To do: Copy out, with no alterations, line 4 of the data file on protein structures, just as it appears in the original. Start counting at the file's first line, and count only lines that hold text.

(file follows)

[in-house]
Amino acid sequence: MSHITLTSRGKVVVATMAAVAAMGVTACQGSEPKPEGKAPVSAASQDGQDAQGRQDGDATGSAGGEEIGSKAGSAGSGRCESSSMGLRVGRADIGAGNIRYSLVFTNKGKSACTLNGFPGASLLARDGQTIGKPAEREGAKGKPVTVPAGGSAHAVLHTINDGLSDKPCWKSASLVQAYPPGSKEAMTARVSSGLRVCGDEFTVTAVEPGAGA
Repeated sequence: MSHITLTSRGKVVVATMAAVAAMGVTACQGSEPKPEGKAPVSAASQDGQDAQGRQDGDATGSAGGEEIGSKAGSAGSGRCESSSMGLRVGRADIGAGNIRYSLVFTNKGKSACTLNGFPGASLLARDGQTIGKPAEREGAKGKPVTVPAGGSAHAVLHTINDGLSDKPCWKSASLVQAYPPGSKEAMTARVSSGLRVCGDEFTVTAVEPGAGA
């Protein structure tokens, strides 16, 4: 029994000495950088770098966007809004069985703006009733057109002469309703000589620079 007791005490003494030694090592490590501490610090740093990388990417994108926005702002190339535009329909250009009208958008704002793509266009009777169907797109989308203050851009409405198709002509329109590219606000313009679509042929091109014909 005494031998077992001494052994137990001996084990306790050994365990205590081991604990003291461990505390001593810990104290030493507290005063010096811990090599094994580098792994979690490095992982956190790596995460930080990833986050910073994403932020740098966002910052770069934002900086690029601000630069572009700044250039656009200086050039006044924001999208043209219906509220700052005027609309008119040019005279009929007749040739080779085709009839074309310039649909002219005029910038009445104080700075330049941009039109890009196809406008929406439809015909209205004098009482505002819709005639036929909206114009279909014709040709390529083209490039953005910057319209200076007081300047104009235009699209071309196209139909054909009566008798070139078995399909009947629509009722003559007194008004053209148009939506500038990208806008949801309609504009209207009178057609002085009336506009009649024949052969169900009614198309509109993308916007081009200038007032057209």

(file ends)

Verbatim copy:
């Protein structure tokens, strides 16, 4: 029994000495950088770098966007809004069985703006009733057109002469309703000589620079 007791005490003494030694090592490590501490610090740093990388990417994108926005702002190339535009329909250009009208958008704002793509266009009777169907797109989308203050851009409405198709002509329109590219606000313009679509042929091109014909 005494031998077992001494052994137990001996084990306790050994365990205590081991604990003291461990505390001593810990104290030493507290005063010096811990090599094994580098792994979690490095992982956190790596995460930080990833986050910073994403932020740098966002910052770069934002900086690029601000630069572009700044250039656009200086050039006044924001999208043209219906509220700052005027609309008119040019005279009929007749040739080779085709009839074309310039649909002219005029910038009445104080700075330049941009039109890009196809406008929406439809015909209205004098009482505002819709005639036929909206114009279909014709040709390529083209490039953005910057319209200076007081300047104009235009699209071309196209139909054909009566008798070139078995399909009947629509009722003559007194008004053209148009939506500038990208806008949801309609504009209207009178057609002085009336506009009649024949052969169900009614198309509109993308916007081009200038007032057209």